So how do we start?
Prerequisites:
– Preferablly, some C# development ‘know how’.
– Install Visual Studio on a Dev Desktop / Server.
– Install vCAC Cloud Development Kit (CDK) which also include the vCAC designer & Visual Studio plugin on same machine.
– CDK license installed in vCAC.

Setting up a project

First, we’ll create a new visual studio project. Choose C# Workflow, activity library type. After a new project has been created, we’ll go to the Tools -> vCAC Workflow generator tool, and create a state workflow. The full process is described in a previous article of mine here.

You won’t need to follow the entire article, but only get to the point when the visual studio is configured with a workflow project. (get past the vCAC Workflow Creation Tool)

After we have the project configured (doesn’t matter which state we want to run of course) we’ll start in creating the code activity, by adding a class to the project:

Now we will need to choose which kind of class do we want to add to our project, we will choose C# workflow “Code Activity” type.

Start Coding!

After we have a class set up, we’re able to program any kind of SDK integration into the workflow. In order to work with 3rd party or in-house SDKs , simply reference the appropriate DLLs into the project (call the nearest programmer if this post gets a bit vague for you)

After referencing the proper SDK DLLs, for this post i’m not going to example any specific SDK since the usage varies a lot. We’ll continue by developing our class with the code we want to perform during the workflow. The next image explains the code. We’ll select our class in the right pane:


In this code section I’ll receive as an example, 2 string values for name, and data, and an integer value for a number.
I won’t actually do anything of significance with it, this is just an example. In my customer’s use case, we integrated a DLL they wrote using the NetApp SDK , to create Netapp LUNs, with replications across their Netapp systems, using the Netapp SDK, and also some activities were done with vSphere SDK.

After we’re done coding (gonna take a while … ;)  ) we’ll configure our project’s item build method. Meaning, we only need to actually build the class, and create a DLL out of it. By default, the XAML file (our workflow) will also be checked. So to get this running error free, we’ll cancel the XAML workflow check (set to ‘none’), and build our class using ctrl+shift+B

After the build is done, we we’ll open the workflow , and the workflow toolbox on the left pane of the screen, and know we’ll be able to add our code activity to the workflow:

Lets say we’ve finished all of our coding and workflow building. The last pieces of the puzzle, are to run some ‘cloudutil’ command, and also, adjust the XAML workflow file a bit.

Notice that in the build output, we have a folder containing the build deliverables. This will contain the DLL for our class, and any other DLLs & dependencies we’ve referenced in our project. In order for vCloud Automation Center to run our custom workflow, we need to get it to know the DLLs we used. To our help – cloudutil – found at the vCAC Designer install path.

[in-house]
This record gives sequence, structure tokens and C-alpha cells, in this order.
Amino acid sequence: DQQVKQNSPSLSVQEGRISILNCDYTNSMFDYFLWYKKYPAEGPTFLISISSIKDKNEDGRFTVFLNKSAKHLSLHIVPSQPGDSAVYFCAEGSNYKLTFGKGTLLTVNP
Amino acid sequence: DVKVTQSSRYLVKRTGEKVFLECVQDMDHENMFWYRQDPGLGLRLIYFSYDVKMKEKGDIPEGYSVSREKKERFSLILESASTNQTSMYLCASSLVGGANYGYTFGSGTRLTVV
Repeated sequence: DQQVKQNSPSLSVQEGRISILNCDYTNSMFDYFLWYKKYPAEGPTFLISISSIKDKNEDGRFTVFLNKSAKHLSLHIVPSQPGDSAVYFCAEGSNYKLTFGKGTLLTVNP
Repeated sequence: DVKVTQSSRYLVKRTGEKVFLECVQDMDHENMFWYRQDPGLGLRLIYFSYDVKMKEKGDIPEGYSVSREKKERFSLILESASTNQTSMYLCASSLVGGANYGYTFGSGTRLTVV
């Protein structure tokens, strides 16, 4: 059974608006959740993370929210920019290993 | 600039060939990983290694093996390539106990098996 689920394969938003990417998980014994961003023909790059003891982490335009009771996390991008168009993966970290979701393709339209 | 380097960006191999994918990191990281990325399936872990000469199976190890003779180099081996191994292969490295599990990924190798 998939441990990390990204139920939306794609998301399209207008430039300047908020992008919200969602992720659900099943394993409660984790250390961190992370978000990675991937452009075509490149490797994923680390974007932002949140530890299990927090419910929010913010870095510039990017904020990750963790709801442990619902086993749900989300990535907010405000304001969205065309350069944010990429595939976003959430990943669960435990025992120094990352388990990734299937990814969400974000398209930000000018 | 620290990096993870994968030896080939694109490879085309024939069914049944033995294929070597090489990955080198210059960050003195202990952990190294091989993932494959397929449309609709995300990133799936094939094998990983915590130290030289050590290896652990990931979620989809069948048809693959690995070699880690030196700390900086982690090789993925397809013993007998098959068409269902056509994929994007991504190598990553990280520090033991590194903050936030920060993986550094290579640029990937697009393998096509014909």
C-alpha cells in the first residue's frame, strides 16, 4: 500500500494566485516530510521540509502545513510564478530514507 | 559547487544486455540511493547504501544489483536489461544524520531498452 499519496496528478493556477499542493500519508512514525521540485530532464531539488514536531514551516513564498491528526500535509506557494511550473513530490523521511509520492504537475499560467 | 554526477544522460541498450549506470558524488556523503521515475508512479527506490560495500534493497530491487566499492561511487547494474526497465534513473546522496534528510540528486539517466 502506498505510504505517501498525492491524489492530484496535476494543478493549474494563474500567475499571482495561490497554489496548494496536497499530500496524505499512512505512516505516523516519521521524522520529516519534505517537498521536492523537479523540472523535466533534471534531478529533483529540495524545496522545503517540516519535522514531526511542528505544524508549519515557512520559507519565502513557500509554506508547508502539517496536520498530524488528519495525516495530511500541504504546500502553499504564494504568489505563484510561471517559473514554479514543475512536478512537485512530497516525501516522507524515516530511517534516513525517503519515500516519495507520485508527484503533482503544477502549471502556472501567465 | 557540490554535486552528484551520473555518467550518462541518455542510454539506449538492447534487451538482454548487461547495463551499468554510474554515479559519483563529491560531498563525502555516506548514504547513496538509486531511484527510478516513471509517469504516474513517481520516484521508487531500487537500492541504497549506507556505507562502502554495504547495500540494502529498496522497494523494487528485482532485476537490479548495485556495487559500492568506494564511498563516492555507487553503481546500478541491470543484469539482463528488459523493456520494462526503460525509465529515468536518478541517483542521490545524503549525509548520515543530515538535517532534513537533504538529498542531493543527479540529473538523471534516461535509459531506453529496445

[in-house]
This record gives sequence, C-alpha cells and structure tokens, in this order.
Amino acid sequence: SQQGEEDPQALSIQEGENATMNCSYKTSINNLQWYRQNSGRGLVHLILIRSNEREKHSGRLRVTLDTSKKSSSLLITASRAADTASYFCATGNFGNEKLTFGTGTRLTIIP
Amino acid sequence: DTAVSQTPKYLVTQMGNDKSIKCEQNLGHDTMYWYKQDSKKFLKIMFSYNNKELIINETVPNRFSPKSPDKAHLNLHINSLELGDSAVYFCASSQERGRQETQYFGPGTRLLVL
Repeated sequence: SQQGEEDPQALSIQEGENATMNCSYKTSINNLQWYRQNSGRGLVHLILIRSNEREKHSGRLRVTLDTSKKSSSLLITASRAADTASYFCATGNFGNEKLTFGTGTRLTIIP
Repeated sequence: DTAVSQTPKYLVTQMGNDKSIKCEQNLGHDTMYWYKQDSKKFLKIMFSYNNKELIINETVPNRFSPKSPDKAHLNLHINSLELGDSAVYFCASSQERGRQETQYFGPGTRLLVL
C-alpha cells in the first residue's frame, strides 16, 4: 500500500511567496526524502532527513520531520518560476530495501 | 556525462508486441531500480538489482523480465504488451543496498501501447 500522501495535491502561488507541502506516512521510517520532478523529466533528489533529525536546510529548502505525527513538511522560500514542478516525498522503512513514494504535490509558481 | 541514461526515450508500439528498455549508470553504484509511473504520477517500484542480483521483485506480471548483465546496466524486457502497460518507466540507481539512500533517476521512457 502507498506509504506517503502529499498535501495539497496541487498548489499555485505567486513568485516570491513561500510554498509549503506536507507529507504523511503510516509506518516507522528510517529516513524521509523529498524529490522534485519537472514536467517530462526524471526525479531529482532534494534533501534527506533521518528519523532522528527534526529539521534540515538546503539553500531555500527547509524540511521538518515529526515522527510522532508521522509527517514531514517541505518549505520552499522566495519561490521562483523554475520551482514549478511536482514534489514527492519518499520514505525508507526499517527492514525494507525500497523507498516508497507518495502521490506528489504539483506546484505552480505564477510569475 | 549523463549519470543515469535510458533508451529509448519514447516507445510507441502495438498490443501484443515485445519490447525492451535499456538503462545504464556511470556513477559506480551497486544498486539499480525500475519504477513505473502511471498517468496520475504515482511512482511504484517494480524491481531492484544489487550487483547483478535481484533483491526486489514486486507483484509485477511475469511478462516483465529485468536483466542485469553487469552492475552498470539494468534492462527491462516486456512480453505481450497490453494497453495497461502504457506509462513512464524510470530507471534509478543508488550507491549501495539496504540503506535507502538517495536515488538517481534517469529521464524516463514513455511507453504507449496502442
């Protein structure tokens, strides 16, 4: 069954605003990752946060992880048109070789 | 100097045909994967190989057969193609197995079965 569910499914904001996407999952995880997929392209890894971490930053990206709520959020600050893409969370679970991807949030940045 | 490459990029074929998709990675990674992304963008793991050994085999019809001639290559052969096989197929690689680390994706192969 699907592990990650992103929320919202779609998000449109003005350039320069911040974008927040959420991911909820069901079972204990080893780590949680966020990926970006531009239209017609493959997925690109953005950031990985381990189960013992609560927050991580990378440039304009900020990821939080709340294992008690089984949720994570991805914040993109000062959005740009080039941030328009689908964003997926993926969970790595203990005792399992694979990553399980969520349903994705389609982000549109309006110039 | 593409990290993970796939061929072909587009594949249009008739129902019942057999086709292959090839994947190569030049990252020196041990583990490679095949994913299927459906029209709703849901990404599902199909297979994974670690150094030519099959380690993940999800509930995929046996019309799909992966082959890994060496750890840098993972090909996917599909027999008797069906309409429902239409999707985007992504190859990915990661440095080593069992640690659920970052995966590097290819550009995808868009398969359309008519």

Install the Custome Workflow

We’ll run the next command on our deliverable DLL, and any other DLL referenced:

[code]cloudutil assembly-install -f <path to our DLL file>[/code]

After we’re done loading all assemblies to the IaaS / vCAC 52 Repository DB, we’ll modify the XAML workflow.
go to the XAML workflow file location, and open it with an editor (notepad++ etc). In the XAML text we’ll find a
line saying:

[code]xmlns:local="clr-namespace:<OurClassNameSpaceName>"[/code]

Changing it to look like:

[code]xmlns:local="clr-namespace:<OurClassNameSpaceName>;assembly=<Our DLLs Name>"[/code]

Notice that the DLL name should remain without a .dll suffix. Save the file.

Lastly, we’ll register our new xaml workflow into the repository , again with cloudutil:

[code]cloudutil workflow-install -f <xaml file path> -n <workflow name>[/code]

Once completed, we can open the vCAC Designer, load our newly created workflow from the repository, and see some magic:

I hope this post helped you realize the huge flexibility of vCloud Automation Center.
If you have any questions, as always, don’t hesitate! comment section is below!

Tiering vCAC Blueprints with Policies, On Demand

One of the most useful use cases that is quite tricky to achieve , is to get a blueprint request form, that will allow you to set on which tier or reservation you want to provision that VM/Blueprint.

After a mistake on my end last time I posted this article, and some more testing, I got this to work with a bit of less elegance. Fortunately, this awesome functionality, remains the same.

Imagine having a single windows / linux Blueprint, while having multiple vSphere Cluster Tiers (Gold / Silver / Bronze). The user than requests a catalog item and selects which tier will the requested VM reside on. Another great use case for this is to seamlessly choose Production Cluster / Testing Cluster to provision the VM On.